Skeletal muscle is muscle tissue attached to bones by tendons, which are bundles of collagen fibers. Whether you are moving your eyes or running a marathon, you are using skeletal muscles. Contractions of skeletal muscles are voluntary or under the conscious control of the central nervous system via the somatic nervous system. Skeletal muscle tissue is the most common type of muscle tissue in the human body. By weight, an average adult male is about 42 percent skeletal muscles, and the average adult female is about 36 percent skeletal muscles.

    Some of the major skeletal muscles in the human body are labeled in Figures \(\PageIndex{3}\) and Figure \(\PageIndex{4}\) and listed in Table \(\PageIndex{1}\).

    Table \(\PageIndex{1}\): Skeletal muscles. Some muscles are visible from both anterior and posterior views.
    Muscles visible in Figure \(\PageIndex{3}\) Muscles visible in Figure \(\PageIndex{4}\)
    rotator cuff (multiple muscles are part of this group) levator scapulae
    biceps brachii rhomboids
    brachialis rotator cuff
    pronator teres triceps brachii
    brachioradialis gluteus maximus
    adductor muscles tibialis posterior
    tibialis anterior peroneus longus
    deltoid peroneus brevis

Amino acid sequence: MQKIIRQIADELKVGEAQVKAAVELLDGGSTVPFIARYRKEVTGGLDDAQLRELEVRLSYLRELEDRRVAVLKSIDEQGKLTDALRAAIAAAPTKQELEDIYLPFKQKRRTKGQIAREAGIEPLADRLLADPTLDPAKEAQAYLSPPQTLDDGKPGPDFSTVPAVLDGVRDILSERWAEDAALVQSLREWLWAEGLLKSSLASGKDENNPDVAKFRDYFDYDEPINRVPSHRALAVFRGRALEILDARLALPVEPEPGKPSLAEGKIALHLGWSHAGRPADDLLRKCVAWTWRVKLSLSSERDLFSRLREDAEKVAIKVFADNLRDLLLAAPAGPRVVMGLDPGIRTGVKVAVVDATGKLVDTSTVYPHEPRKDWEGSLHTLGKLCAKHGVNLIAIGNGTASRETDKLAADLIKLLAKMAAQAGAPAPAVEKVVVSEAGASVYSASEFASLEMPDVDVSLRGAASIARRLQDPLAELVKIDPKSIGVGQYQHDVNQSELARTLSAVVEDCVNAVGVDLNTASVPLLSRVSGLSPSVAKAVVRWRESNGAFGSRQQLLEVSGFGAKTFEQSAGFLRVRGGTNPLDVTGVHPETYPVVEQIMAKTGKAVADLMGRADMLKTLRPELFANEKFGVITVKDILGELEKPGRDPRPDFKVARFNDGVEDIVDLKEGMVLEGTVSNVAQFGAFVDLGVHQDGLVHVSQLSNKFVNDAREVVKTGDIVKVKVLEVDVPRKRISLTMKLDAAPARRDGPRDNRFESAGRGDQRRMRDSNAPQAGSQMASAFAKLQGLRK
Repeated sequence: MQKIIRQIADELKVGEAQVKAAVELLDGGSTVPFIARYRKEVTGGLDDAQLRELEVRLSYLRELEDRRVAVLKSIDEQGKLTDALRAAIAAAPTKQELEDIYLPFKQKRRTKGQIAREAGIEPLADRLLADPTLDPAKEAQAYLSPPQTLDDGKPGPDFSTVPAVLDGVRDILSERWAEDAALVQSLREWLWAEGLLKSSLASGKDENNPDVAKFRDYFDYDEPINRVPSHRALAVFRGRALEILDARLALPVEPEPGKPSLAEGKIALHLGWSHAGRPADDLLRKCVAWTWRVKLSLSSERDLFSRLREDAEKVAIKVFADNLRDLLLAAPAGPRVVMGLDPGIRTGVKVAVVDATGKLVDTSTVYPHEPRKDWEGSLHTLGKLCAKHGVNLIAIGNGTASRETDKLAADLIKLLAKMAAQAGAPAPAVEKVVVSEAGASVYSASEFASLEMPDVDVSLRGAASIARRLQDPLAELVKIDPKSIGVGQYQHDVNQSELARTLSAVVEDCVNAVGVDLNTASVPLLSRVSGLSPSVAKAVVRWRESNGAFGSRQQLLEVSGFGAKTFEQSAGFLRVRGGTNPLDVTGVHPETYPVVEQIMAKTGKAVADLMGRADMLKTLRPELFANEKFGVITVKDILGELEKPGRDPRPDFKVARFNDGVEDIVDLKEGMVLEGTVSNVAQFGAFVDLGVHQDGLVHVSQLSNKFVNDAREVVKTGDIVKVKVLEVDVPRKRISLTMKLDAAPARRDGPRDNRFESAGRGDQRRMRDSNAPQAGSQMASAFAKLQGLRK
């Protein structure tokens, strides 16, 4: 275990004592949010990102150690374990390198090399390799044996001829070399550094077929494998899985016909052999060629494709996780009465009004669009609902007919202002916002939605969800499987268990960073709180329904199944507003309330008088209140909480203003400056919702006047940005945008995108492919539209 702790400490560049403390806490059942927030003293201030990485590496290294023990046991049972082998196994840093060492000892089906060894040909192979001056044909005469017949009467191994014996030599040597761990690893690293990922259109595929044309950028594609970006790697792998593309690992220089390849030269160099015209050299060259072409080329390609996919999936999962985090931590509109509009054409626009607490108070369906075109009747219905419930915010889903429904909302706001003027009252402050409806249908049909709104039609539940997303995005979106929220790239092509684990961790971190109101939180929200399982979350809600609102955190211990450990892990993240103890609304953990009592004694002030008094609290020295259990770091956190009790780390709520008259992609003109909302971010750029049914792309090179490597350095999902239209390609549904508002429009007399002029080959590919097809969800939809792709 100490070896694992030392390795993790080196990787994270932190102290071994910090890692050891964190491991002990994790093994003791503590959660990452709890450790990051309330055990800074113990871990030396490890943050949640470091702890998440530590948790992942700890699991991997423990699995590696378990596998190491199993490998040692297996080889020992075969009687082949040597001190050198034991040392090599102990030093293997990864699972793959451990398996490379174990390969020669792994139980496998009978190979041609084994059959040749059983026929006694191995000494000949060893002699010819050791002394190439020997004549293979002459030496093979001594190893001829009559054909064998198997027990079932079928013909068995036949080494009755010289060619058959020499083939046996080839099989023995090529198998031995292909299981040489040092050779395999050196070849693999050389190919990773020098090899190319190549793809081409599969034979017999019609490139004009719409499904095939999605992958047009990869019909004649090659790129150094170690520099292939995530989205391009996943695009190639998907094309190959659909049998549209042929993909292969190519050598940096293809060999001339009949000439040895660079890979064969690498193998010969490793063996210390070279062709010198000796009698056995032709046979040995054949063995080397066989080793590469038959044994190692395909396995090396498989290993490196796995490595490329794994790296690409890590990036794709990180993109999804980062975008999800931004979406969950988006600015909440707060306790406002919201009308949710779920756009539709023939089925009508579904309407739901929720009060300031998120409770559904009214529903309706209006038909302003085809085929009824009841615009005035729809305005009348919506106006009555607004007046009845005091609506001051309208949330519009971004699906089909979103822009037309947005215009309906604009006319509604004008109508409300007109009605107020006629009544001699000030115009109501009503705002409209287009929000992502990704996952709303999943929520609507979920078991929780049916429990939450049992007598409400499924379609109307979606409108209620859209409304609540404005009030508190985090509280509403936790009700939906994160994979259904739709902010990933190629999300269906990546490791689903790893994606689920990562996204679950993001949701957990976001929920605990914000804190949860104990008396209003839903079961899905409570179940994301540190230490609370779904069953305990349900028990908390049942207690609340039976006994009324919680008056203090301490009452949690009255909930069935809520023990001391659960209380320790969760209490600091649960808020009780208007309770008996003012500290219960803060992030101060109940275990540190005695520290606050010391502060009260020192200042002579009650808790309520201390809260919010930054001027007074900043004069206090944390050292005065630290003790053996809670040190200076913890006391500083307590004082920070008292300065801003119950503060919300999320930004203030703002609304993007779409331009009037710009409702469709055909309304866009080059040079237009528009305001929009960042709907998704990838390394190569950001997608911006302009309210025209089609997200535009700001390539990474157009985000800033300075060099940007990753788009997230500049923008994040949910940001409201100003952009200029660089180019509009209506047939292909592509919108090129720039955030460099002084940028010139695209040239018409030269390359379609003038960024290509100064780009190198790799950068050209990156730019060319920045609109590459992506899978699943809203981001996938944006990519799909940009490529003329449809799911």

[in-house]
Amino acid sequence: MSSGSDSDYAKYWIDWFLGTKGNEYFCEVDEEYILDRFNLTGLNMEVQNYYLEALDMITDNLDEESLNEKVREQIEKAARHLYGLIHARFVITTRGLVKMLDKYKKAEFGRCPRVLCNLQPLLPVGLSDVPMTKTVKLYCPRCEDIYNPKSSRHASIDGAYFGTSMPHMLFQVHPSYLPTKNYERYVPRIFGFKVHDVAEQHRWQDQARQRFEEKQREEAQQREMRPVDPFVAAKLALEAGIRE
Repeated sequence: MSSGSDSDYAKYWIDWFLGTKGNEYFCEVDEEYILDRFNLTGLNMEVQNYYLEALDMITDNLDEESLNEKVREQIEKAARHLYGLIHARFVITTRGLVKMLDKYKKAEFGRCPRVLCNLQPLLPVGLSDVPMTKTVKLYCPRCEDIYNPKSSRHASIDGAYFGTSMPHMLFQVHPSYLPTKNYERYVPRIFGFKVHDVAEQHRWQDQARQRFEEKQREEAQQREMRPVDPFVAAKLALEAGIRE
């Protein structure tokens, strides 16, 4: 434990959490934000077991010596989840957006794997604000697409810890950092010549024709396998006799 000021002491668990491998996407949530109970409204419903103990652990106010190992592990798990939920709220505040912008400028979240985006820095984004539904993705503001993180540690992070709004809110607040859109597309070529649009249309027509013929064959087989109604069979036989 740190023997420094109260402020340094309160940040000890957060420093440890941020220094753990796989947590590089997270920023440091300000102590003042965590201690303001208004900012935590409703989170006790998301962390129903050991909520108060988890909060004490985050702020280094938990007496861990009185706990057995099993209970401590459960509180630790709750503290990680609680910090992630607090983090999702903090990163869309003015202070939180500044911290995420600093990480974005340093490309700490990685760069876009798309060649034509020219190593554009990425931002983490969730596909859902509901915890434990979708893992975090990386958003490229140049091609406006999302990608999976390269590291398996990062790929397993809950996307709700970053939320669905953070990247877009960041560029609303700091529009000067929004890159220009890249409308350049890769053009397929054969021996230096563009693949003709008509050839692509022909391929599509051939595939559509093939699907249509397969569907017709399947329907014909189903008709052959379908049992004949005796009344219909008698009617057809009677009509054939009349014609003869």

pectoralis major trapezius
    rectus abdominis deltoid
    abdominal external oblique brachioradialis
    iliopsoas latissimus dorsi
    quadriceps femoris biceps femoris
    peroneus longus semitendinosus
    peroneus bravis semimembranousus
    Muscles anterior labeled
    Figure \(\PageIndex{3}\): This figure shows major skeletal muscles in the front (anterior) of the body.
    Muscle posterior labeled
    Figure \(\PageIndex{4}\): This figure shows major skeletal muscles in the back (posterior) of the body.

    Skeletal Muscle Pairs

    To move bones in opposite directions, skeletal muscles often consist of muscle pairs that work in opposition to one another. For example, when the biceps muscle (on the anterior of the upper arm) contracts, it can cause the elbow joint to flex or bend the arm (flexion), as shown in Figure \(\PageIndex{5}\). When the triceps muscle (on the posterior of the upper arm) contracts, it can cause the elbow to extend or straighten the arm (extension). The biceps and triceps muscles are examples of a muscle pair where the muscles work in opposition to each other.